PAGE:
**repeated subtraction: **A strategy that can be used to divide.

**Zero property of Multiplication:** The property that states that any number multiplied by zero is zero.

**Geometry**

**endpoint**: The point at the beginning of a ray or line segment.

**line**: ct familyA straight set of points that extend in opposite directions without ending.

**line segment**: A part of a line between two endpoints. The length of the line segment can be measured.

**ray**: A part of a line that endpoint and extends in one direction without ending.

**point**: An exact location represented by a dot.

**intersecting**: Lines that meet or cross each other.

**parallel**: Lines that are always the same distance apart. Parallel lines do not meet.

**perpendicular**: Lines that meet or cross each other to form right angles.

**degree**: The unit to measure an angle.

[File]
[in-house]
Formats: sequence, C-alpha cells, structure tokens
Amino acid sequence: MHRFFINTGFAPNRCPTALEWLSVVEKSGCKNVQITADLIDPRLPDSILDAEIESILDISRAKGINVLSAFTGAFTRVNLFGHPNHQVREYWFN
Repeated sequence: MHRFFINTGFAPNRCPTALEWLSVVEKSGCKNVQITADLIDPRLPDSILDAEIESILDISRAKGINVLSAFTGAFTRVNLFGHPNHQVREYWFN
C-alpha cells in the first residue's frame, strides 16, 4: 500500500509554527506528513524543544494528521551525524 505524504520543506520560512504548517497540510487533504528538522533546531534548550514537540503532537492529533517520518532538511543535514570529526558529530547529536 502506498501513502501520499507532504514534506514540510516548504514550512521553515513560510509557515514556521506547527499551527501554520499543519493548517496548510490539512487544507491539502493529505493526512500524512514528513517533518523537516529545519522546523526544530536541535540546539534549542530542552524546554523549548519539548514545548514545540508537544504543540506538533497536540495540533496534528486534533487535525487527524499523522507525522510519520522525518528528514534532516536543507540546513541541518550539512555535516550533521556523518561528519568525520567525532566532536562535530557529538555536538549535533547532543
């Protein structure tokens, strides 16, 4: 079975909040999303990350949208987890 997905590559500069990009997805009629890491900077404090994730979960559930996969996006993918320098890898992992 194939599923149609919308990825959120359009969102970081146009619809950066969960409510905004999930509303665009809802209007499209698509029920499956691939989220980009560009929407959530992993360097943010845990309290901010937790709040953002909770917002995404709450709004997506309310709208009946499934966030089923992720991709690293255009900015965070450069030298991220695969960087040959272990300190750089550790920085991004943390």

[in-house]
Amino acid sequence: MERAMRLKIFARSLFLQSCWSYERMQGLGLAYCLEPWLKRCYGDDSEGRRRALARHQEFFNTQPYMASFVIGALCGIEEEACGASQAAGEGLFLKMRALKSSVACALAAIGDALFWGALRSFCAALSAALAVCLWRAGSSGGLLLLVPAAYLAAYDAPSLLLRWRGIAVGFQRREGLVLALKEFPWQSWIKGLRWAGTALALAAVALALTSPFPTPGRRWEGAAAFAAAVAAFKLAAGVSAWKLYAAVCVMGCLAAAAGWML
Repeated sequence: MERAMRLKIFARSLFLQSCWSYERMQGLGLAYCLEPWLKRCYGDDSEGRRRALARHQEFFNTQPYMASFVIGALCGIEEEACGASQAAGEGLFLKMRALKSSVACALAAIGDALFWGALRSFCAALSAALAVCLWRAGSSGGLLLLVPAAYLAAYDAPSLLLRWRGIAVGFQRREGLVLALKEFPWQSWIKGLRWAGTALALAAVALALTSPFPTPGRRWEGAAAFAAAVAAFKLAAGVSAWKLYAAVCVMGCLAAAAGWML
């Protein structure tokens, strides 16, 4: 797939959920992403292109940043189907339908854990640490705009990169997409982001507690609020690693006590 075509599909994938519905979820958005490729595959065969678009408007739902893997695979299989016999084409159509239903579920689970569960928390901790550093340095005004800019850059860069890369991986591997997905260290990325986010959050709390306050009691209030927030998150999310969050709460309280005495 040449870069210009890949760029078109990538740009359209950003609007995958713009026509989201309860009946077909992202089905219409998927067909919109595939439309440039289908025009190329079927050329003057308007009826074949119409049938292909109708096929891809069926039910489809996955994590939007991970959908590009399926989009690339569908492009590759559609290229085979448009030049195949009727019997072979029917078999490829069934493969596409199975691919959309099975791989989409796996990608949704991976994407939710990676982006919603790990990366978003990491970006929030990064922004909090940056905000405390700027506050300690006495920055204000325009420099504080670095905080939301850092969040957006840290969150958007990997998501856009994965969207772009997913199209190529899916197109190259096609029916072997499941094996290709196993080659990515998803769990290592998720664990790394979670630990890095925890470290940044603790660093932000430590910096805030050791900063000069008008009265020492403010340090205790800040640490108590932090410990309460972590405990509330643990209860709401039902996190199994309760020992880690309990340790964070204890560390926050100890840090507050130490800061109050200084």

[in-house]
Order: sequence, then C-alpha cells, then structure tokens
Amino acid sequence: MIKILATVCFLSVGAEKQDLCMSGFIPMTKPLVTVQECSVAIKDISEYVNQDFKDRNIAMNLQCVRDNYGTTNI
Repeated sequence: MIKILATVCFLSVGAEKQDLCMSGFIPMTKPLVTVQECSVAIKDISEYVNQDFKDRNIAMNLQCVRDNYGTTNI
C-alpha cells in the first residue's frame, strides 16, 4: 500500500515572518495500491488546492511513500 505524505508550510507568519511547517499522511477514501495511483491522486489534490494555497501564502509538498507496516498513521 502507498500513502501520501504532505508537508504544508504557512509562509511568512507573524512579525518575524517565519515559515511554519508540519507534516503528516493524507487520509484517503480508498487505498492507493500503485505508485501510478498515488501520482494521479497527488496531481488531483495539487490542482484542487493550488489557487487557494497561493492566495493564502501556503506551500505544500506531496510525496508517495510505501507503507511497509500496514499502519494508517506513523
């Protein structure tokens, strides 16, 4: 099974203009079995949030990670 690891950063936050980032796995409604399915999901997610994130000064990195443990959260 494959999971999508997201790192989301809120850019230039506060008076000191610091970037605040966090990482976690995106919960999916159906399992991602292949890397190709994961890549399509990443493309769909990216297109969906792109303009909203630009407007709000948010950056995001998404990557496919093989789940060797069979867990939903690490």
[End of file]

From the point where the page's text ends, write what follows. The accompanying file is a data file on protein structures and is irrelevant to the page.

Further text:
**angle**: A figure that is formed by two rays with the same endpoint.

**acute angle**: An angle with a measure greater than 0 degrees and less than 90 degrees.

**obtuse angle**: An angle that measures greater than 90 degrees and less than 180 degrees.

**right angle**: An angle with a measure of 90 degrees.

**one-degree angle**: An angle that turns through 1/360 of a circle.

**protractor**: An instrument used to measure angles.

**acute triangle**: A triangle that has three acute angles.

**obtuse triangle**: A triangle that has one obtuse angle.

**right triangle**: A triangle that has one right angle.

**quadrilateral**: A shape that has 4 sides and 4 angles.

**parallelogram**: A shape that has 4 sides and opposite sides are equal in length and are parallel. In addition, opposite angles have the same size.

**rectangle**: A shape in which opposite sides are equal length and parallel. It has 4 right angles.

**rhombus**: A shape in which opposite sides are equal in length and parallel. It has 4 equal sides.

**square**: A shape in which opposite sides are equal in length and parallel. It has 4 right angles and 4 equal sides.

**trapezoid**: A shape that has exactly one pair of parallel sides.